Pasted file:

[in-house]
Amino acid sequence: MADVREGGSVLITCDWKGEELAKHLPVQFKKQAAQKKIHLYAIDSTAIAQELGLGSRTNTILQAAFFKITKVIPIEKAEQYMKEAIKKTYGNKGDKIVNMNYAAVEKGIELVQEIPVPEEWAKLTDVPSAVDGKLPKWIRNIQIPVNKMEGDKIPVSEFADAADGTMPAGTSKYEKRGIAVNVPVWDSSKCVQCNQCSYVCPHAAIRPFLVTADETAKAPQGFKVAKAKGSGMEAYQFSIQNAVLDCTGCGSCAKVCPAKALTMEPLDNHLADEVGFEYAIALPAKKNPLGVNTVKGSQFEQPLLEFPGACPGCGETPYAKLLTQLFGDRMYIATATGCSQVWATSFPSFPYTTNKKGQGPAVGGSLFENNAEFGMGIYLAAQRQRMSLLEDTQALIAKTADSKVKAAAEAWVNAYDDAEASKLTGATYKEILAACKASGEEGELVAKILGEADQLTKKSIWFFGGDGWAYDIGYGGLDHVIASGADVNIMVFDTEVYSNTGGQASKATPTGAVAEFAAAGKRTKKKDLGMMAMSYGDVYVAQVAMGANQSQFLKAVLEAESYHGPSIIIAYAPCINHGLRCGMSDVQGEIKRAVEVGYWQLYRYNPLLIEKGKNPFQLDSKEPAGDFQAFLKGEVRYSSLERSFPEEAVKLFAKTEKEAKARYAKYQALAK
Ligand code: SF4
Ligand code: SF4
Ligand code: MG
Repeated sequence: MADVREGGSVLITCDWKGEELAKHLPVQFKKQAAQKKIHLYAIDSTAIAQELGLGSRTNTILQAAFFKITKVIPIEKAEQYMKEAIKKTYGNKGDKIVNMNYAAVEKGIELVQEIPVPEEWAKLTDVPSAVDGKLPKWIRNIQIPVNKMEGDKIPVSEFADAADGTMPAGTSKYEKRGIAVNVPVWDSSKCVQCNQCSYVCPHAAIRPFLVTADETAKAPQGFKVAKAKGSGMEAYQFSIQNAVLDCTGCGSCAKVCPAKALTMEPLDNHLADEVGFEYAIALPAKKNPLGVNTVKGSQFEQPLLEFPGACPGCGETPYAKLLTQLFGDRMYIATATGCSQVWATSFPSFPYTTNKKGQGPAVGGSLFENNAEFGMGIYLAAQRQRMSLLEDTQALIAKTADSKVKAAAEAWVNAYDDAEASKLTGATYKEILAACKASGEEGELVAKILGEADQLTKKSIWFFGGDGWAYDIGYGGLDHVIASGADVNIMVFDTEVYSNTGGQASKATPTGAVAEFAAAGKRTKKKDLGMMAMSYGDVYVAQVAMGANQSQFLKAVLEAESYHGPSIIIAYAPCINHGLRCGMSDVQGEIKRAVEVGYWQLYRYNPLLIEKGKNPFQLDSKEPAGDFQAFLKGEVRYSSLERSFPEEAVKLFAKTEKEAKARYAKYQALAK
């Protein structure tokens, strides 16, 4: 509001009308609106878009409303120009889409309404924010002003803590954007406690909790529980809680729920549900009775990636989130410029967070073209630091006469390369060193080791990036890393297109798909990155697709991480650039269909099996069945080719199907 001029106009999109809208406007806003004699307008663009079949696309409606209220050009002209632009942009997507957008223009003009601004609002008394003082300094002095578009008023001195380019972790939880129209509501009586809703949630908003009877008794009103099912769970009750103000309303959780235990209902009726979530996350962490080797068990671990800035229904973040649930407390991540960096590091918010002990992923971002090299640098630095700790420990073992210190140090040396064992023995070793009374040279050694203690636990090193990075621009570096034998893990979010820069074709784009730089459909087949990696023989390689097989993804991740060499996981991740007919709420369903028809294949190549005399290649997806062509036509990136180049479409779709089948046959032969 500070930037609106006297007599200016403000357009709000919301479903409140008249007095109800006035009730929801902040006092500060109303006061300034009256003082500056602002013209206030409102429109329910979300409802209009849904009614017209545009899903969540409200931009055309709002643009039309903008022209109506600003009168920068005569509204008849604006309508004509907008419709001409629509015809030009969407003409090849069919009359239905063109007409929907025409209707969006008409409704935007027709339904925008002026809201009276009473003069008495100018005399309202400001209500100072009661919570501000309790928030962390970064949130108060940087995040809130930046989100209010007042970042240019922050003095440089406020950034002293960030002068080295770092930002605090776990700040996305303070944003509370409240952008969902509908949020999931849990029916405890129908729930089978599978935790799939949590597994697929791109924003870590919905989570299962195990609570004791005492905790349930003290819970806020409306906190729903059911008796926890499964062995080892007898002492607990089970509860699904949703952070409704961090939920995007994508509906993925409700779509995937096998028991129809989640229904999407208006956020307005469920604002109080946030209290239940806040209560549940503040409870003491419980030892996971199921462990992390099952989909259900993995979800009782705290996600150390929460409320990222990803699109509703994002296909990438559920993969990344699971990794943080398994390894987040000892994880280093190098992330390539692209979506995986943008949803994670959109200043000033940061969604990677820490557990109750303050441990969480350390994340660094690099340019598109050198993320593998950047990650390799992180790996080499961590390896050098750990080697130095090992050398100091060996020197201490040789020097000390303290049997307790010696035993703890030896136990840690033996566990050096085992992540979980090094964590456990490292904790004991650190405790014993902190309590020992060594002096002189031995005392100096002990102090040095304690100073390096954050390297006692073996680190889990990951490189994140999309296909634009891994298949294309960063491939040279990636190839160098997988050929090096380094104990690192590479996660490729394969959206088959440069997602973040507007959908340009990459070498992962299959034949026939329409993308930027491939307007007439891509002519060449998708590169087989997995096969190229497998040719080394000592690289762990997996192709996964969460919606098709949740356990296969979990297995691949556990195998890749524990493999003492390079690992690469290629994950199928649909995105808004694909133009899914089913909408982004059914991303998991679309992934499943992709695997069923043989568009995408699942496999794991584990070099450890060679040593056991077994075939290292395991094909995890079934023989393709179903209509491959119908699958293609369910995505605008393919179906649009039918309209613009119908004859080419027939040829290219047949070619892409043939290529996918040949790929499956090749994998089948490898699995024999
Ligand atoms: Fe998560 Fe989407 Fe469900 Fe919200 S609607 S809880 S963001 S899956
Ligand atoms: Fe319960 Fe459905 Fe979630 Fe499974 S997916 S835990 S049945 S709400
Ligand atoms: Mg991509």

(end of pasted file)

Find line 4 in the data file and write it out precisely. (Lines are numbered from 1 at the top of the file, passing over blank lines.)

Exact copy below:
Ligand code: SF4